By Guest Writer
My best days begin with nothing. I wake up, make a cup of coffee, then settle on the floor with a pillow and a journal. I resist checking email and set a timer on my phone for ten minutes. And then, with a few slow, deep breaths, I settle into silence.
Whether it’s accompanied by a quiet request to God tuned to the rhythm of breath, or soundtracked by a collision of wandering thoughts and internal monologues, those ten minutes of silence feel like a small island in a chaotic sea, maybe because they are. There’s no denying we live in a culture of noise. I relish quiet, but it’s rare to find a moment where I’m not reading something, or thinking about something, or scrolling on my phone, filling my head with something. The voices are loud and incessant, and they beg for attention every waking second. So maybe that’s why silence feels so countercultural, so sacred. Away from the noise, I can finally listen.
In one of my favorite passages from the Old Testament, the prophet Elijah experiences the gift of quiet. After a stunning display of God’s power before the prophets of Baal, Elijah is on the run. Scared, angry, and alone, he flees into the wilderness and screams toward the sky: “I have had enough! LORD, take my life, for I am no better than my fathers” (1Kings 19:4). But in the night, he doesn’t hear fearful judgment; angels come to him, encouraging him to eat and rest before the next journey.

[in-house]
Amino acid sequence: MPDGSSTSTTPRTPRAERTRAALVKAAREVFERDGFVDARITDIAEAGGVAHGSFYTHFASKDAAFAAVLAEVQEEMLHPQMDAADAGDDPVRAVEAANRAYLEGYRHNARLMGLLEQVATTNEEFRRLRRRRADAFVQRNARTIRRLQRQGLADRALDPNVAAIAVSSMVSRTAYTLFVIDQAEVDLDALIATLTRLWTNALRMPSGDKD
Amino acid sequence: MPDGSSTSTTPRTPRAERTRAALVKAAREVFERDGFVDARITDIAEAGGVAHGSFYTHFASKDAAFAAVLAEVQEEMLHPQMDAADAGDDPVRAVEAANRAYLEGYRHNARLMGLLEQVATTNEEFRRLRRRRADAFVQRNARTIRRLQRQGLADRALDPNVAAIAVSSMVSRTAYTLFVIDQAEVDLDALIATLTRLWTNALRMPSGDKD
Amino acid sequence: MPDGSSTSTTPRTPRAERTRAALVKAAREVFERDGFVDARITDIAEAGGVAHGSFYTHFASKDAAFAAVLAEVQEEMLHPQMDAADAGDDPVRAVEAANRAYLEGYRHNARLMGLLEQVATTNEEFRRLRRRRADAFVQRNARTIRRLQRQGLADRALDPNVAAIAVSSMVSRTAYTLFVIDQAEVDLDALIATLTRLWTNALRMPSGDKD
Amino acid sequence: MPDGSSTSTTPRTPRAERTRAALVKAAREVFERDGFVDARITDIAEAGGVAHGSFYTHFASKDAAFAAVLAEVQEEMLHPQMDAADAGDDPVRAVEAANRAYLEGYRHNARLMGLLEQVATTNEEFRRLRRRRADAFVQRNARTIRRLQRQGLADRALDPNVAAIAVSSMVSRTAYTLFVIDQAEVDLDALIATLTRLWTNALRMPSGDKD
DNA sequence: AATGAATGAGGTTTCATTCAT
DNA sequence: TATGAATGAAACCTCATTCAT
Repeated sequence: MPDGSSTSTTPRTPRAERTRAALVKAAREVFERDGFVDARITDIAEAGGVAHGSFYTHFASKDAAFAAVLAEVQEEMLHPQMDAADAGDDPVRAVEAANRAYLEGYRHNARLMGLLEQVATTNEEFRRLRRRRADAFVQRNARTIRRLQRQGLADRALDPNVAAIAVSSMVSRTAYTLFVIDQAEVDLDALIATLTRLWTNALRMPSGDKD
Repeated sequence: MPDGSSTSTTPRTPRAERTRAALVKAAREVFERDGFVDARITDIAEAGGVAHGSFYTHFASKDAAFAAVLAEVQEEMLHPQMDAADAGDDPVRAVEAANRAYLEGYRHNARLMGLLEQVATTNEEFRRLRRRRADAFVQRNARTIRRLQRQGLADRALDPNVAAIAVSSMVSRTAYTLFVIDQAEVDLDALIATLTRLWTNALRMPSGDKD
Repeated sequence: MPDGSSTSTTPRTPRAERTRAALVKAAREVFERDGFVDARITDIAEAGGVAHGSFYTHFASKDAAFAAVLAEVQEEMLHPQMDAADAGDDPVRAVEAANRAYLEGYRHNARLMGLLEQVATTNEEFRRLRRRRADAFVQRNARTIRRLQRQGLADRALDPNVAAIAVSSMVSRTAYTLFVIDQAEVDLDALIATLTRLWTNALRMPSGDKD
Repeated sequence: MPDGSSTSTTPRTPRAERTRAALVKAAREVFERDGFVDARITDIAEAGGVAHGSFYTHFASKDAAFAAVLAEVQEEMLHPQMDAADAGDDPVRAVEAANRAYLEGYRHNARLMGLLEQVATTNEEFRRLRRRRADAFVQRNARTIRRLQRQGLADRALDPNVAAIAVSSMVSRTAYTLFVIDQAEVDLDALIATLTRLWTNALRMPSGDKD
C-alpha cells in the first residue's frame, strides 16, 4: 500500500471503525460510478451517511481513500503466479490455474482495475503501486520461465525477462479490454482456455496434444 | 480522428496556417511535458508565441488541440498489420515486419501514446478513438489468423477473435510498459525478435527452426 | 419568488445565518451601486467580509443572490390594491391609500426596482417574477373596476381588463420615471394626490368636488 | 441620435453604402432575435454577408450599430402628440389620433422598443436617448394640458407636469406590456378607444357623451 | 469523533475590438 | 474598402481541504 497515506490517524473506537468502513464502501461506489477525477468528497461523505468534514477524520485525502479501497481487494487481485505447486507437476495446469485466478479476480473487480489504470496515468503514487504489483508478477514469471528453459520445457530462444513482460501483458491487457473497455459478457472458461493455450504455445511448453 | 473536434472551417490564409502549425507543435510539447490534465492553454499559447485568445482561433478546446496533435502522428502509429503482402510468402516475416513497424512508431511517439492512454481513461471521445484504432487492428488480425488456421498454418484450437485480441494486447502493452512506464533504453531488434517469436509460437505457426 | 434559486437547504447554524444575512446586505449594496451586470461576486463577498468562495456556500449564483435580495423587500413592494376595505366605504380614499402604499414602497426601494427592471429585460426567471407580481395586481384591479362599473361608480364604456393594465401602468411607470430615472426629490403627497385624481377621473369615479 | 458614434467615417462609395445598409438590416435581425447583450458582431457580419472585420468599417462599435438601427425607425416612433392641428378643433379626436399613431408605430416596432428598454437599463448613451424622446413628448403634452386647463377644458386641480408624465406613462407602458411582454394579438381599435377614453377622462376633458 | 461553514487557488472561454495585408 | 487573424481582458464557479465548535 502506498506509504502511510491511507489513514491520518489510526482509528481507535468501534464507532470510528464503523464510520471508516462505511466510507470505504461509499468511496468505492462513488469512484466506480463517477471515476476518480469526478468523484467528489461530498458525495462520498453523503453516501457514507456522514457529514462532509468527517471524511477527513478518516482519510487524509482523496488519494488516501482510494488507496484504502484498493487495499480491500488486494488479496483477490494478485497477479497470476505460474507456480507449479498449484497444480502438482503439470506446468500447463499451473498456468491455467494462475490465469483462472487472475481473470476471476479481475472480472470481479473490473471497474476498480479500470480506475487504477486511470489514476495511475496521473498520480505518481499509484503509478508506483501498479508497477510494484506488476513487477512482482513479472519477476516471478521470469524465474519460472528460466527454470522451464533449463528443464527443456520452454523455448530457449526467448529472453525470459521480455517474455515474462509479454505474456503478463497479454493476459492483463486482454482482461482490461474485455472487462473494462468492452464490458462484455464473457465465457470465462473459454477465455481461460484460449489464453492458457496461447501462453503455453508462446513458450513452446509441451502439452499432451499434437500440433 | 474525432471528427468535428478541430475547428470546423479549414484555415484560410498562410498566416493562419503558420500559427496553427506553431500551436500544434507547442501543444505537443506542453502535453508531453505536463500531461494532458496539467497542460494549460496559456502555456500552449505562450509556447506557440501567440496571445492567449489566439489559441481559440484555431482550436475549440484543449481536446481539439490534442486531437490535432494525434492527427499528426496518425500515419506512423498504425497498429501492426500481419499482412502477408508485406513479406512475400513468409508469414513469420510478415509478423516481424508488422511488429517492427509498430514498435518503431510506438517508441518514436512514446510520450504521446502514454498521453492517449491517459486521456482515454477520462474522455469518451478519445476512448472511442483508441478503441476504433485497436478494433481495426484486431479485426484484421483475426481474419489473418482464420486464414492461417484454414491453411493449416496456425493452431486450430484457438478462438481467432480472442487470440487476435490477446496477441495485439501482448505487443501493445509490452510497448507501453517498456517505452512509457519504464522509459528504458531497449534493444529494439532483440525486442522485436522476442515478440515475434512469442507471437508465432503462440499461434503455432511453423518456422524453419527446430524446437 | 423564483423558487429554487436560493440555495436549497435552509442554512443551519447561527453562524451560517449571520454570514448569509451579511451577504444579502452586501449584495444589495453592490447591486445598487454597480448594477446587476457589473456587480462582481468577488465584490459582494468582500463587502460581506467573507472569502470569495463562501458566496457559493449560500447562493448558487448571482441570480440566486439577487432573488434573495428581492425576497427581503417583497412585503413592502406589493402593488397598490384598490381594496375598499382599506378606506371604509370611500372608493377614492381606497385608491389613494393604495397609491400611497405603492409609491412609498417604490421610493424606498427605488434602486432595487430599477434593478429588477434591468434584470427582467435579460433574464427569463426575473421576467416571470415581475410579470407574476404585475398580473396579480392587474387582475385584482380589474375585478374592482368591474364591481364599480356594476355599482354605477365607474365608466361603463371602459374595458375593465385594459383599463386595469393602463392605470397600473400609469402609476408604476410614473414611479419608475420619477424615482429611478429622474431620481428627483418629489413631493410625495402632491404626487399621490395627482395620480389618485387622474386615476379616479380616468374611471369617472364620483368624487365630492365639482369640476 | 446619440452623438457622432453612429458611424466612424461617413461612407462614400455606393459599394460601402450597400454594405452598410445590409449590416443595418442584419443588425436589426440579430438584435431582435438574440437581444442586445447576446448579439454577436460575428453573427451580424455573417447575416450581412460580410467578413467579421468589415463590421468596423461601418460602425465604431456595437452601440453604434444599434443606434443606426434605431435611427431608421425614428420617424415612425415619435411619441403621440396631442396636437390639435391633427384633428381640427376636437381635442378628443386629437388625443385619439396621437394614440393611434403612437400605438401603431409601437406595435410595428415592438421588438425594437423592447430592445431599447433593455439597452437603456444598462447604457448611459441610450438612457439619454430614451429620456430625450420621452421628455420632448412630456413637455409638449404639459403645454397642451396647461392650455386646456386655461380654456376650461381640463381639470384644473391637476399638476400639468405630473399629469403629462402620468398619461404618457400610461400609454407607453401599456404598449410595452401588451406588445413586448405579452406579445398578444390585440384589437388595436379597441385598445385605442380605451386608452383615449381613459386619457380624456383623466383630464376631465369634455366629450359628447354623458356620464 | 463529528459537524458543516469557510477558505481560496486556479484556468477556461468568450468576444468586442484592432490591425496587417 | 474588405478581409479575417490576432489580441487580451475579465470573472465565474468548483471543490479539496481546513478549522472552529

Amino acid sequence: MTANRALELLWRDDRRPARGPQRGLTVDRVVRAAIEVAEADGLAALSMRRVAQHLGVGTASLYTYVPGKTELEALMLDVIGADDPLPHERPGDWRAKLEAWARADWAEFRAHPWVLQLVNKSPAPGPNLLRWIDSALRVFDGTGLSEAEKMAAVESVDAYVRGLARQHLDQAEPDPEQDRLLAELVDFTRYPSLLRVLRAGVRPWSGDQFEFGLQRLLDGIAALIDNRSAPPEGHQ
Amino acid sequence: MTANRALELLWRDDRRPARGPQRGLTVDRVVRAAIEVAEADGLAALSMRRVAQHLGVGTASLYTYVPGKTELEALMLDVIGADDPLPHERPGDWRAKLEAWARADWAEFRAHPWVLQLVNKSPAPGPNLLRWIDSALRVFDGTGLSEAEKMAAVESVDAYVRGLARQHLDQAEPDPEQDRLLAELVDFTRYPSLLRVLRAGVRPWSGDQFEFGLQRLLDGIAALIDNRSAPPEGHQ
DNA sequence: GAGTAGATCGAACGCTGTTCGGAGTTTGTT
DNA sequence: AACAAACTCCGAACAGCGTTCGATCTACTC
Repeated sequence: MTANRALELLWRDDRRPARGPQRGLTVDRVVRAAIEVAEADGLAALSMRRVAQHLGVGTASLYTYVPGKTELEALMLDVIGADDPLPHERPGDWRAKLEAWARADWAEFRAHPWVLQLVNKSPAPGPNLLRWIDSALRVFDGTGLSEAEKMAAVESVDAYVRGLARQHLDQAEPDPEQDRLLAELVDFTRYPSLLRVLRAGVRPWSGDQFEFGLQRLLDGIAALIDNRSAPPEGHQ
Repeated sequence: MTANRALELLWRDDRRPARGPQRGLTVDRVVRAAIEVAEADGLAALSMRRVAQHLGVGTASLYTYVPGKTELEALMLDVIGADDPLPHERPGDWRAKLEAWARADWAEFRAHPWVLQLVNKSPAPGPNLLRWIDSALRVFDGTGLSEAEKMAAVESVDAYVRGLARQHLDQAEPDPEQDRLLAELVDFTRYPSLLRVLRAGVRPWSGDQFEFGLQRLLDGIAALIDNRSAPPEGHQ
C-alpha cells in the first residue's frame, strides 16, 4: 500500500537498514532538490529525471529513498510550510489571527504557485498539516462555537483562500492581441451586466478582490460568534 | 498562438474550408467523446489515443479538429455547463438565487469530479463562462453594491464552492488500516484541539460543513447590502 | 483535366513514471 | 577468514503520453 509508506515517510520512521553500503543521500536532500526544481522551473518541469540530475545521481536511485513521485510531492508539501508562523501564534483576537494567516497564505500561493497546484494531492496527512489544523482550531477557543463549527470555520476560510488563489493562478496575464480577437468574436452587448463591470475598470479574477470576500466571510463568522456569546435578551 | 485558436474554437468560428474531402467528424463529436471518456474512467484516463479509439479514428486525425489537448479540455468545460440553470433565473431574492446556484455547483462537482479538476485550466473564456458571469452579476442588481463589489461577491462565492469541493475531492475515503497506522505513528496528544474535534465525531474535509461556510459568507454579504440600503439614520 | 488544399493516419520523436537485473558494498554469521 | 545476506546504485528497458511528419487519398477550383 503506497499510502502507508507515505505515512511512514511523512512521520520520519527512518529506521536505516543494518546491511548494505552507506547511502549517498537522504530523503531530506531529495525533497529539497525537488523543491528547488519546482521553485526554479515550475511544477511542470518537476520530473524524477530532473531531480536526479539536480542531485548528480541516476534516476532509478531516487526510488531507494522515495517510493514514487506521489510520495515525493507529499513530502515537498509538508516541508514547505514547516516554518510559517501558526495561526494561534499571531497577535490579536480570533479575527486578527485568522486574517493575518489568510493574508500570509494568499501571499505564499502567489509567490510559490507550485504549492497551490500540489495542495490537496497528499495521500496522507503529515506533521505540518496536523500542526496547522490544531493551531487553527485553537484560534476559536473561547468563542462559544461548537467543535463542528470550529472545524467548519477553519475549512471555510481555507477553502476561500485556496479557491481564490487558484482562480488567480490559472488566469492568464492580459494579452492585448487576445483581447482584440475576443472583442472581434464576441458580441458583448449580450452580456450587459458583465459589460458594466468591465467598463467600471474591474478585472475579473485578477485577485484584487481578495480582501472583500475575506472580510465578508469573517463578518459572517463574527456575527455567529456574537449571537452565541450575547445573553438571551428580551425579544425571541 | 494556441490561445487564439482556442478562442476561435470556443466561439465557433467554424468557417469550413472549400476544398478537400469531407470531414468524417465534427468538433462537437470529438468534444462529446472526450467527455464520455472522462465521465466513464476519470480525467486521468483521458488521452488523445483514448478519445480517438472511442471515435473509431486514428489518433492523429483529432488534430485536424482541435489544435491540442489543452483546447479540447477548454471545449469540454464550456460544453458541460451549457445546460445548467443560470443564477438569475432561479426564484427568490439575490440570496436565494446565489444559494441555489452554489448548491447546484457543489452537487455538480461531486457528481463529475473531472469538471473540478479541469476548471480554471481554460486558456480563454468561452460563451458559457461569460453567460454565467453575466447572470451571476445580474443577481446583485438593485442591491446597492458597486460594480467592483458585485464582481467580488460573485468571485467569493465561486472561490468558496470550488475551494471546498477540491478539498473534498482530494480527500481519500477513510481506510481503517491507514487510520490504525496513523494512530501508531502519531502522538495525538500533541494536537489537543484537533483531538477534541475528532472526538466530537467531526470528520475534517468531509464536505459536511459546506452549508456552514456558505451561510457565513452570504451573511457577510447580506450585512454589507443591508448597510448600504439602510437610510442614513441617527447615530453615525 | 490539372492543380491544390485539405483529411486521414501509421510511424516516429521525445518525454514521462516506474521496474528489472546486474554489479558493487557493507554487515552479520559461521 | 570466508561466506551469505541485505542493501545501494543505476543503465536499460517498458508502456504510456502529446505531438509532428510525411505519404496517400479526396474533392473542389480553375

For forty days, he walks, and I can’t help but wonder if those forty days felt like forty years. I wonder if he begged for signs, if his heart pounded at the memory of the altar bursting into flame, or if the shouts of violence haunted his dreams. But then one night, in a cave, at the end of the forty days, God speaks again.
“What are you doing here, Elijah?” (v.9).
Elijah lists his grievances. The Israelites have rejected their God, the king and queen are corrupt, the prophets have been killed and rejected, and the most heartbreaking complaint of all: “I alone am left” (1Kings 19:10). So, God beckons him outside for the show of his life: a cliff-shattering wind, a churning earthquake, a raging fire. But God doesn’t speak in any of them. Instead, “after the fire there was a voice, a soft whisper” (v.12). God doesn’t give Elijah more work to do or tell him to stop moaning. God meets him, repeating the gentle question, “What are you doing here, Elijah?” (v.13).
We don’t lack reasons to grieve or work to do, but what may we hear when we “come away… and rest for a while” (Mark 6:31) and “wait expectantly for Him”? (Psalm 37:7). Like Elijah, we may look around and despair, feeling all alone. God invites us to practice silence, to turn down the noise so we can hear His soft whisper and turn toward Him.
Written by Jen Yokel